Glucogen: A scary looking injection you have to give if a diabetic has an unconscious hypo. Paramedics are trained to give this so you don't have to if you're too freaked out. But obviously the sooner the patient gets it the better. Glucogen can also be used when a diabetic is sick and refusing to eat, using a less scary looking needle, which is still a fair bit scarier than the pen needles that we use for insulin. (Can't imagine how scary diabetes must have been in the old days.)

HbA1c: Without getting too technical this is a red blood cell glucose test (Hb - haemoglobin) conducted every three months. Red blood cells last up to 4 months so this gives a good indication of your overall control, kind of like an average BGL. D families get very nervous about this number just before clinic.

High: as in BGL is higher than we would like, causing hyperglycaemia and associated symptoms such as irritability, hyperactivity and sore tummy. High for us is above 11, depending upon the time of day. Above 15 or 16mmol/l Chief starts to feel unwell. But as a normal 4 year old she can be hyperactive whatever her level - groan! The meter will measure up to about 27mmol and then read HI. High BGLs can be caused by too many carbs, too little insulin, illness, excitement or other hormonal activity (growth, puberty etc.).

Hypo: No this doesn't mean hyperactive. I often hear people say their kid went "hypo" and I wonder what the hell they mean. I think they mean "hyper". Well, Chief does go hyper, hyperglycaemic that it is, which often results in hyperactive behaviour. But she can also hypo, that is suffer from hypoglycaemia, or low blood glucose. Technically mild hypoglycaemia occurs when BGL is below 4.0 mmol/l. With lower levels come certain symptoms which differ from person to person. They can be lethargic to the point of being unable to move, light-headed to the point of behaving as though they are drunk. They may be quiet, or they may be agressive. They may be incredibly hungry or they may be pale and shaky and refusing to eat. Severe hypoglycaemia can lead to unconsciousness or a diabetic coma, which is a serious condition. Chief hasn't had many lows so we haven't yet determined a concrete set of symptoms for her.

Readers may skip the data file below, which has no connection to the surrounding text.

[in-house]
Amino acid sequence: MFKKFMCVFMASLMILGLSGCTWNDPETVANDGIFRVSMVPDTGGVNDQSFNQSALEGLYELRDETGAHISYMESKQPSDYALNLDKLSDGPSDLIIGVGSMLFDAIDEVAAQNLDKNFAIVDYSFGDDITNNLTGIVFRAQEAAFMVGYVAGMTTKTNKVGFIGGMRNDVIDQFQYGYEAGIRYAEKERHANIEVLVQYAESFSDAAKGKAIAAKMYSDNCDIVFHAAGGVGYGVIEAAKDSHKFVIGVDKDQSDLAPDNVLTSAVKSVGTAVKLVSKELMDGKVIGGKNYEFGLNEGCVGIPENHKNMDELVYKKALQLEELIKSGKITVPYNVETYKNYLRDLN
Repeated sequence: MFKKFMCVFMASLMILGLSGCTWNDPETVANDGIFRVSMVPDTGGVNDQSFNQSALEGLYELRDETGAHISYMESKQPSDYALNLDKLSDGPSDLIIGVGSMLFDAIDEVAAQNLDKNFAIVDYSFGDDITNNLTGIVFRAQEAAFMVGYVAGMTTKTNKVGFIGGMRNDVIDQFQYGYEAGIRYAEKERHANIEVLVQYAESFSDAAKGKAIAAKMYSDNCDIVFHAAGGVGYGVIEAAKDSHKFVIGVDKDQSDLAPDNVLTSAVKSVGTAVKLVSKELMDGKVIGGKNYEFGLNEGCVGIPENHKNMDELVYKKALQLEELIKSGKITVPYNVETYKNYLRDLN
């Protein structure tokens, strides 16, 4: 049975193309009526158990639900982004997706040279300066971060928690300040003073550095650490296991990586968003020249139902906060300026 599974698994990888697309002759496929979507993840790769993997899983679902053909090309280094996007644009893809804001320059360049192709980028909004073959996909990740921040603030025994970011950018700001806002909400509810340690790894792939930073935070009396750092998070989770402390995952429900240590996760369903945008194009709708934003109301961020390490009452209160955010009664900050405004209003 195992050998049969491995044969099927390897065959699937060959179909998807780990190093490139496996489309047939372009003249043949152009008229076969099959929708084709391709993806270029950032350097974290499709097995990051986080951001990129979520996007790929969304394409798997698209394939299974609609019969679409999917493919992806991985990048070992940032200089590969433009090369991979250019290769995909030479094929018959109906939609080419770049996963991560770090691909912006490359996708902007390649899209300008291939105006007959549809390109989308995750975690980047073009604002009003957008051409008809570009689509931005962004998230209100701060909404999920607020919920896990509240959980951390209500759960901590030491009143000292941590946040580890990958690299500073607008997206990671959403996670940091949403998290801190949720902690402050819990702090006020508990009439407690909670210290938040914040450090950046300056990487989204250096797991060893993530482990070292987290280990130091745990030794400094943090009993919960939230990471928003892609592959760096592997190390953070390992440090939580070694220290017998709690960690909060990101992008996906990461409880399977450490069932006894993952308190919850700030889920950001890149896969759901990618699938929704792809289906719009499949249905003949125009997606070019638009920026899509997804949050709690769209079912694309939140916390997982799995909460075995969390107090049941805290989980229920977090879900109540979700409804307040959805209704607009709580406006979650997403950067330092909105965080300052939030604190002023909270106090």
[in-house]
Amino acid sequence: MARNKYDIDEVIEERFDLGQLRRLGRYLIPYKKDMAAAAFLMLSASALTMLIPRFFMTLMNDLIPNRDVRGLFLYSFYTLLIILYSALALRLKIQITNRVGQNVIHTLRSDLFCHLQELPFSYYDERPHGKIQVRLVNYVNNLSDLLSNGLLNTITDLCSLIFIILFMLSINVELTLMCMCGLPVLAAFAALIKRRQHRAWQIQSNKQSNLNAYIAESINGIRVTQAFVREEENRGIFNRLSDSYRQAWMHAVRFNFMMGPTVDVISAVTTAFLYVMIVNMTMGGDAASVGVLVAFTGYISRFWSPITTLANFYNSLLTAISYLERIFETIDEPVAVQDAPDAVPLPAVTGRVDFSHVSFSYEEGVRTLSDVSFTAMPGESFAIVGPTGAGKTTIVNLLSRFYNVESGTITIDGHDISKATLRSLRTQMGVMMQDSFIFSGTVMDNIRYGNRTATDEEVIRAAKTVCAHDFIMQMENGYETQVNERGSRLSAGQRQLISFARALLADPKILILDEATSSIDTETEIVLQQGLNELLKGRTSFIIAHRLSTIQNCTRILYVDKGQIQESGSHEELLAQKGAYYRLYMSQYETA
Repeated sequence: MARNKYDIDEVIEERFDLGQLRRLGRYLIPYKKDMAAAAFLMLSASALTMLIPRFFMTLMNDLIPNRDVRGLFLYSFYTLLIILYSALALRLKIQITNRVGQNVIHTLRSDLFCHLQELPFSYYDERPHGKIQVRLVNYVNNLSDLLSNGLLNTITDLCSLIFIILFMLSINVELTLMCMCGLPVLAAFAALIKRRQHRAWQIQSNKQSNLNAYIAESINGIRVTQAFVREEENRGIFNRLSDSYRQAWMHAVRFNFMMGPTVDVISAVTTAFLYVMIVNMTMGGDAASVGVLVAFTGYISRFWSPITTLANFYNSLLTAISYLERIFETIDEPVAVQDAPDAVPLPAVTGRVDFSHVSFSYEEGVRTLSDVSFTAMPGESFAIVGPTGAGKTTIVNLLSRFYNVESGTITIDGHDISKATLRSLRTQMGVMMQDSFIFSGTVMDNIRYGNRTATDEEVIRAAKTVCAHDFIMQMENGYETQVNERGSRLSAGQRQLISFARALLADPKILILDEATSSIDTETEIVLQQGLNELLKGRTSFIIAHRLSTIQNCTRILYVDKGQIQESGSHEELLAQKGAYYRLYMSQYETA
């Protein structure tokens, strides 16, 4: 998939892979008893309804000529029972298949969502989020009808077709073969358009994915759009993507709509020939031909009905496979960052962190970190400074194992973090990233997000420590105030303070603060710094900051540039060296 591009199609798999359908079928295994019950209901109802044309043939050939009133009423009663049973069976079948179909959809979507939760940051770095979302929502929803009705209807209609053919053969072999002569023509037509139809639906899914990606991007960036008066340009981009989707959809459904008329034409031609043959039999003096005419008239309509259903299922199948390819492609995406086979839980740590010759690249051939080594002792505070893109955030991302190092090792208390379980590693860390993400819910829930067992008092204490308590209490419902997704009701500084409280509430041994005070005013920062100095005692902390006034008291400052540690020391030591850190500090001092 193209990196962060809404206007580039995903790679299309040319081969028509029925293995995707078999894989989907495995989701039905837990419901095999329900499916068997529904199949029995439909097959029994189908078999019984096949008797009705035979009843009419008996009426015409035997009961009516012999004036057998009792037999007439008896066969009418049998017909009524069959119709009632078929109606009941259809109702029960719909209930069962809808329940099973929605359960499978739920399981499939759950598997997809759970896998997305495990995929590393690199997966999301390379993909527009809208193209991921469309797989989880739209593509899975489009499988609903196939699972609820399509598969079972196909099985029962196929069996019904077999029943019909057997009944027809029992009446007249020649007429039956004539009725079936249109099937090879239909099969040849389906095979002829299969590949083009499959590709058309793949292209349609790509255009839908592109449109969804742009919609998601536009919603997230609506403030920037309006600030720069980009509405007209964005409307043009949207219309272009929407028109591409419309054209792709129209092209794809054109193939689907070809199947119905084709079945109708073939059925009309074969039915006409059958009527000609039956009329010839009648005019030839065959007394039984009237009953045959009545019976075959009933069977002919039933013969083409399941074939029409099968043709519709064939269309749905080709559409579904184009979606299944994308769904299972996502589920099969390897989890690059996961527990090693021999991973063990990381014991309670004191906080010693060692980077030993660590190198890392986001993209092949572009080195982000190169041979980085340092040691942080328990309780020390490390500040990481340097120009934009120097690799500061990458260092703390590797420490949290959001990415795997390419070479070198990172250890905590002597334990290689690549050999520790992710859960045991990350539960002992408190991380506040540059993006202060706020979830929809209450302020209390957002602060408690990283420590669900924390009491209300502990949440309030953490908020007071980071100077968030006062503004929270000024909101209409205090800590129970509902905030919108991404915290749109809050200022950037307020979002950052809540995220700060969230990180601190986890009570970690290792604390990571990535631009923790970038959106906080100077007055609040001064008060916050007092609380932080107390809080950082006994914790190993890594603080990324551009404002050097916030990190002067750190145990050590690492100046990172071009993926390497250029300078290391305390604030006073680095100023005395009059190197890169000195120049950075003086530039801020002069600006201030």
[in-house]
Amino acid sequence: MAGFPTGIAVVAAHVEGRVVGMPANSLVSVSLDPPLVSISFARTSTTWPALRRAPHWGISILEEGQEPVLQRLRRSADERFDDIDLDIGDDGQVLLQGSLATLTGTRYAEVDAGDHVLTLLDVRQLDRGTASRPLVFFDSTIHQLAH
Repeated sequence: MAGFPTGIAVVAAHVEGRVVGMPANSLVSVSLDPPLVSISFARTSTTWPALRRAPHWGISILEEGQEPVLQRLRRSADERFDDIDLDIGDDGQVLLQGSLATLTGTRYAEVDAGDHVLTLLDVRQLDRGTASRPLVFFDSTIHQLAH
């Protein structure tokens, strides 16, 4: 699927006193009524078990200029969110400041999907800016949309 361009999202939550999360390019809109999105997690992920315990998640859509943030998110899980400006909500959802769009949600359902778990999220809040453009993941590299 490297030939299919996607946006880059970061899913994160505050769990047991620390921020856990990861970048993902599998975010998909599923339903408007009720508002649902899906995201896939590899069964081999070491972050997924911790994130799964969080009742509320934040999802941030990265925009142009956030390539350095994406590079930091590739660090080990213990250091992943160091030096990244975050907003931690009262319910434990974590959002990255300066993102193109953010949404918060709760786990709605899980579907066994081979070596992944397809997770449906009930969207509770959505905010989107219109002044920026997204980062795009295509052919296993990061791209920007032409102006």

Hypo Kit: A kit of hypo treatments. Ours contains glucogen, jelly beans, juice and a muesli bar. It goes everywhere with Chief but at home we use milk to keep her up and if we need to we give her honey, a jelly bean or juice to get her up quickly.

Ketones: These are toxins in the blood. They can get there with prolonged high BGLs, illness, or if the body has recovered from a severe hypo. Diabetics check ketones if they have a series of high BGLs as they can be difficult to clear if you can't produce your own insulin and a build up of ketones can cause serious illness and hospitalisation.

Lancet: The finger pricker.

Low: A low BGL, as in "she's a bit low" or "she's having a low". This can be quite relative. If you've been high (high BGL) for a while, such as before diagnosis, then a moderate or normal BGL could produce feelings of being low, but generally a low is considered around 4.0mmol and without hypo symptoms. Before bed a low might be 6.0 mmol as generally a higher number is preferred to get you through the night without risking a hypo.

MDI: Multiple Daily Injections. A method of administering insulin, as opposed to infusion via an insulin pump.

Mmol: Millomol. I don't know what this means other than it's the measure of glucose in the blood. For a non-diabetic a normal BGL would be between 3.5 and 8.0 mmols per litre of blood, or mmol/l.

PWD: Person with diabetes. I don't often use this but I do now know what it means. Also CWD, child with diabetes.

Sleep: Again, not a new word but one with changed significance. Before it was something I dreamed of getting more of when Happy One got a bit older. Now it's something other people get.

T1D: Acronym for Type 1 Diabetes, also referred to as simply T1. Amongst the T1 online community a commonly used acronym is D. This is extended to D-families, D community and D-mums. Outside of that community T1 is preferred so there is a clear distinction with Type 2 diabetes.

Target BGL: The ideal BGL falls between  4.0mmol/l and 8.0mmol/l. However, most diabetics sit within this range 60-80% of the time. Over the last 2 weeks, since we increased Chief's basal insulin dose she has only sat in this range 35% of the time (see chart below). However, she is in the honeymoon phase where insulin requirements are small and often changing and fine control can be difficult. What is important is that she has improved. Since 1st December she has been in that range only 28% of the time.

Well, I seem to have written way more than intended. Well done if you're still reading. No doubt there are many concepts and terms I have missed but hopefully this will allow you to better understand future posts as I'm sure more than a few will be on this subject.